Radical Product Innovation
Notably, these are innovative products that undermine the competencies and complementary assets that established businesses have built their processes upon. In essence, these innovative products are originated form researchers and inventors. Their low profit margins are usually not attractive for businesses to develop these innovations. The market characteristics from these innovations are as follows:

  • Invasion of the newly created markets by hordes of new entrants who are usually in hundreds.
  • Development of many varieties of the established product.
  • Dropout of many entrants who had entered the market.
  • The period within which these changes occur is usually long, and it is possible that the businesses that finally operate the new system are not the ones who introduced the innovation (Klepper & Simons 2004).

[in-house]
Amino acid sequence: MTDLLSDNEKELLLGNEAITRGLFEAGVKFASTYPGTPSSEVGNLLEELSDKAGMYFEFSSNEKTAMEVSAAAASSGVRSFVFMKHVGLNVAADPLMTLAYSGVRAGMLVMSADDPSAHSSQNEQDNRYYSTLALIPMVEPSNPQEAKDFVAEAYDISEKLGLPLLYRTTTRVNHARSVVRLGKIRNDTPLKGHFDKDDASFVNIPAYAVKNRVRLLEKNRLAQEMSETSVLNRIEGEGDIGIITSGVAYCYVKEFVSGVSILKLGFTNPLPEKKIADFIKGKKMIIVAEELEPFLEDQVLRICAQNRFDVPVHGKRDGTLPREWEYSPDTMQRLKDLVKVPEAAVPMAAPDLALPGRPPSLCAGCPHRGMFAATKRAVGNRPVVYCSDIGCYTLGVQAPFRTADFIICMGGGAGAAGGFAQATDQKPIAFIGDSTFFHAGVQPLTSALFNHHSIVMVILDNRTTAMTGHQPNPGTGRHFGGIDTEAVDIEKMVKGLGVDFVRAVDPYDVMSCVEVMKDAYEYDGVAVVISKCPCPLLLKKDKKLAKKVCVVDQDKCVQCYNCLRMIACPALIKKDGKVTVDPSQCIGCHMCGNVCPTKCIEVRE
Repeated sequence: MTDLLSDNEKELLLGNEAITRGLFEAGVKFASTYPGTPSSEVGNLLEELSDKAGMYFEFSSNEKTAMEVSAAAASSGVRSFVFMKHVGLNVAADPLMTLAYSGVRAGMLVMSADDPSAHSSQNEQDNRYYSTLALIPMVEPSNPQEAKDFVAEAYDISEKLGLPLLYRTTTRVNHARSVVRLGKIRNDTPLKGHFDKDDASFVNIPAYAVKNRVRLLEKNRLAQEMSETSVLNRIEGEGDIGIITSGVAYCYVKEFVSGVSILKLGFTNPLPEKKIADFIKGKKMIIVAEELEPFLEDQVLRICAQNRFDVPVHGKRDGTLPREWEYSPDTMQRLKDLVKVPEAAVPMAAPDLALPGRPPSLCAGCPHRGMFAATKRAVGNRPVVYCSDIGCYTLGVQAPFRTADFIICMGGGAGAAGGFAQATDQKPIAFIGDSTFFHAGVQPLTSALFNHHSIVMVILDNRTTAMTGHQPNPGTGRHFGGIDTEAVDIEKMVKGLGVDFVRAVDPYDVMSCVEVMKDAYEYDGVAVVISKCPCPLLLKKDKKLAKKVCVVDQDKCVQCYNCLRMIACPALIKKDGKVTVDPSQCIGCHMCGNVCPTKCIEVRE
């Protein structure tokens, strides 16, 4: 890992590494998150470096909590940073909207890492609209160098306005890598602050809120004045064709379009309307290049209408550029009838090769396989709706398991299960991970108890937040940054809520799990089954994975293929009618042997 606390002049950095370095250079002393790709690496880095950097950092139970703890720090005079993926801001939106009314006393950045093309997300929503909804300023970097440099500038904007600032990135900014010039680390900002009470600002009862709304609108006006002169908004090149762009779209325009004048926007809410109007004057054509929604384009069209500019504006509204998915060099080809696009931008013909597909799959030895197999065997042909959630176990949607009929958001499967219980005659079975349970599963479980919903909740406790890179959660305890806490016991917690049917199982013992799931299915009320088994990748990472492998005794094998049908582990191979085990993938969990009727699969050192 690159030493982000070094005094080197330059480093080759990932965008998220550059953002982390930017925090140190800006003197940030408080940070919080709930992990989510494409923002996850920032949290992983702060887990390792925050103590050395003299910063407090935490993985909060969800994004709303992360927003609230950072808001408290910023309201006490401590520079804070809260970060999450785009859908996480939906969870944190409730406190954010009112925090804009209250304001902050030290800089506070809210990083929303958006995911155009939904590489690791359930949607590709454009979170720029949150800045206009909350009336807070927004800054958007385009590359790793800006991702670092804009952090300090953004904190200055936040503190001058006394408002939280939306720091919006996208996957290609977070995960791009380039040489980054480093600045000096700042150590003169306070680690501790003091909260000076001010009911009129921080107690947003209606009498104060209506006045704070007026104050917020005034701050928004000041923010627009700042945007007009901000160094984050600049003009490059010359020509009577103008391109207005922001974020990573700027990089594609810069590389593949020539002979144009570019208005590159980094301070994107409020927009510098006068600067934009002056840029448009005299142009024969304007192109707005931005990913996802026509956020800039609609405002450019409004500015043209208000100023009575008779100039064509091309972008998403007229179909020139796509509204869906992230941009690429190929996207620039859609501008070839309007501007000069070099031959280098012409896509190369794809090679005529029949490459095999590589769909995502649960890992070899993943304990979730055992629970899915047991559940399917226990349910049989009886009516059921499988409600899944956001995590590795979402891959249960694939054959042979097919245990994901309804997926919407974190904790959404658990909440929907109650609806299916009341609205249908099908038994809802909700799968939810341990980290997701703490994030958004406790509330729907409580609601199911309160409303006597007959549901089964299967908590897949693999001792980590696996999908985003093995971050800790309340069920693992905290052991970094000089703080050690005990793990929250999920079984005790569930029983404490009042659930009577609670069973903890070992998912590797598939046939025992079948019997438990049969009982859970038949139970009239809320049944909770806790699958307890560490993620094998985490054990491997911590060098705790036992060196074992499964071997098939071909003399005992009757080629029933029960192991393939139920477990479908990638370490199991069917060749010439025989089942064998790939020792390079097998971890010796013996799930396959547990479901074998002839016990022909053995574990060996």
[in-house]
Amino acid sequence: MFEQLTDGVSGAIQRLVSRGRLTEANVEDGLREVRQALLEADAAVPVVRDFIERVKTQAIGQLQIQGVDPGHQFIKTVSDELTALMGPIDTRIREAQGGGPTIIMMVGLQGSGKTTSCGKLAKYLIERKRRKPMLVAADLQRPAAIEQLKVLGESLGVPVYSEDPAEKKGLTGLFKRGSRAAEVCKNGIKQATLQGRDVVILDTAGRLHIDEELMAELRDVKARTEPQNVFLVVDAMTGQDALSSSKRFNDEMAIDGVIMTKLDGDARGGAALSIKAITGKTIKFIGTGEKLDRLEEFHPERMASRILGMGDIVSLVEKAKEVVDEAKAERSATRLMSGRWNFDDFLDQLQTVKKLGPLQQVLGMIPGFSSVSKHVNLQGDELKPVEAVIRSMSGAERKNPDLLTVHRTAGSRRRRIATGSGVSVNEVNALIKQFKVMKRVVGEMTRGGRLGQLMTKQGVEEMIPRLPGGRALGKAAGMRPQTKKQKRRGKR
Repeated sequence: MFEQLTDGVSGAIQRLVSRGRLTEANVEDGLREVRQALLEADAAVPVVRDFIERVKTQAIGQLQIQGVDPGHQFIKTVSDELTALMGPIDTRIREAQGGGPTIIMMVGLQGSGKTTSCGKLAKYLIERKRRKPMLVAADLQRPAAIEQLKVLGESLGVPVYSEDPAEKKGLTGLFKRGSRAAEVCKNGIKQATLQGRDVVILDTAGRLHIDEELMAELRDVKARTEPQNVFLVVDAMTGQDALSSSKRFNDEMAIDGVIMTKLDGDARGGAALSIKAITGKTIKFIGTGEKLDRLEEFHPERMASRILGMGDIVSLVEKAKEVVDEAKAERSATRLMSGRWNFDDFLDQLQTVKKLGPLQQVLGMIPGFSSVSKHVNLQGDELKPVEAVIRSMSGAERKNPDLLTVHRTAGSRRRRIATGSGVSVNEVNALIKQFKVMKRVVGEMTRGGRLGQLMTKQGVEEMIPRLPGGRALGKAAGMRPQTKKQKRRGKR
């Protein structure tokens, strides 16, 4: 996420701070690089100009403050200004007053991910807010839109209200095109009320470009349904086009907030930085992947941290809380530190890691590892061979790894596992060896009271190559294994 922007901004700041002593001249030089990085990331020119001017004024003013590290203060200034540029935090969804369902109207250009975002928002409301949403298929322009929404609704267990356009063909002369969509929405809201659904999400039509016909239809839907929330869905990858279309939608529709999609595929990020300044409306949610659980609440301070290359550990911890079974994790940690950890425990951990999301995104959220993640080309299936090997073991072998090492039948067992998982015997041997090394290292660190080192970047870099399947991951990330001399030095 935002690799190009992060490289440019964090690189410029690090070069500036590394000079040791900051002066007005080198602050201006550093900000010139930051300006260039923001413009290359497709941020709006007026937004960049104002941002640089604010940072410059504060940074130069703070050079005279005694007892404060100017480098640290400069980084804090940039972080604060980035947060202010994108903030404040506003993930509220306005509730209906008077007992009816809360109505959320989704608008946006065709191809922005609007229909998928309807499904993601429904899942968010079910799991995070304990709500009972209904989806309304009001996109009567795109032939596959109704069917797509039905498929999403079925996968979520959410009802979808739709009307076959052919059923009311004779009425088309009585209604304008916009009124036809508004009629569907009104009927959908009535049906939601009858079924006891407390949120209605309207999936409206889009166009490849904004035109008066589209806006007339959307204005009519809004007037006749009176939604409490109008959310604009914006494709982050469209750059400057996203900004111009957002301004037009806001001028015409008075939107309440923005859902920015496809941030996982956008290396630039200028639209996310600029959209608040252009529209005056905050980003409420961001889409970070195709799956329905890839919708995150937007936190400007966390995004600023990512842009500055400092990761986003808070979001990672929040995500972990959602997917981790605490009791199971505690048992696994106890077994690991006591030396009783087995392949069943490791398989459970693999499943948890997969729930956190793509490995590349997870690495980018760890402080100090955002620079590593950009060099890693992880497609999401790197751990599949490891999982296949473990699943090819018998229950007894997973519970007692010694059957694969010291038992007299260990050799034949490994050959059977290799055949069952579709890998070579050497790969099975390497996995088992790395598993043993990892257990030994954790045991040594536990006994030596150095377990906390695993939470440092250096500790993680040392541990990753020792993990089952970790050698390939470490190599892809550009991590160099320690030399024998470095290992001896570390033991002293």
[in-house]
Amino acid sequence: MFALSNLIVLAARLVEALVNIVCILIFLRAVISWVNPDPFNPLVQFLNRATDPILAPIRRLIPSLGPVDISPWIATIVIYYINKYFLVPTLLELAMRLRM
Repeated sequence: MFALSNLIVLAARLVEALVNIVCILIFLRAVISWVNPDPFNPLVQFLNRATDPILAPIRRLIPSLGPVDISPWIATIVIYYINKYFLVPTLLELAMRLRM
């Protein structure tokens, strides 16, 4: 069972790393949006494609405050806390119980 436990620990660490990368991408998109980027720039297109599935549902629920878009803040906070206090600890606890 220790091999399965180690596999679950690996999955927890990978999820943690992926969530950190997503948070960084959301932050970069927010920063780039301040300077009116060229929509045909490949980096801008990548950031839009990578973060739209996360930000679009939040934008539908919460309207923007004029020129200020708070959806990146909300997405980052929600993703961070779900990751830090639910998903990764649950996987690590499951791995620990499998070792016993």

According to Markides and Geroski (2005) established companies can exploit disruptive products by owning share ownership in small companies that have innovative and skillful personnel. Meanwhile these companies should concentrate on consolidating large markets. Alternatively, the large companies can establish formal strategic alliances with the small companies. These strategic alliances can ensure that the innovative products from the rival small companies do not harm the established company products profitability.
Strategic Planning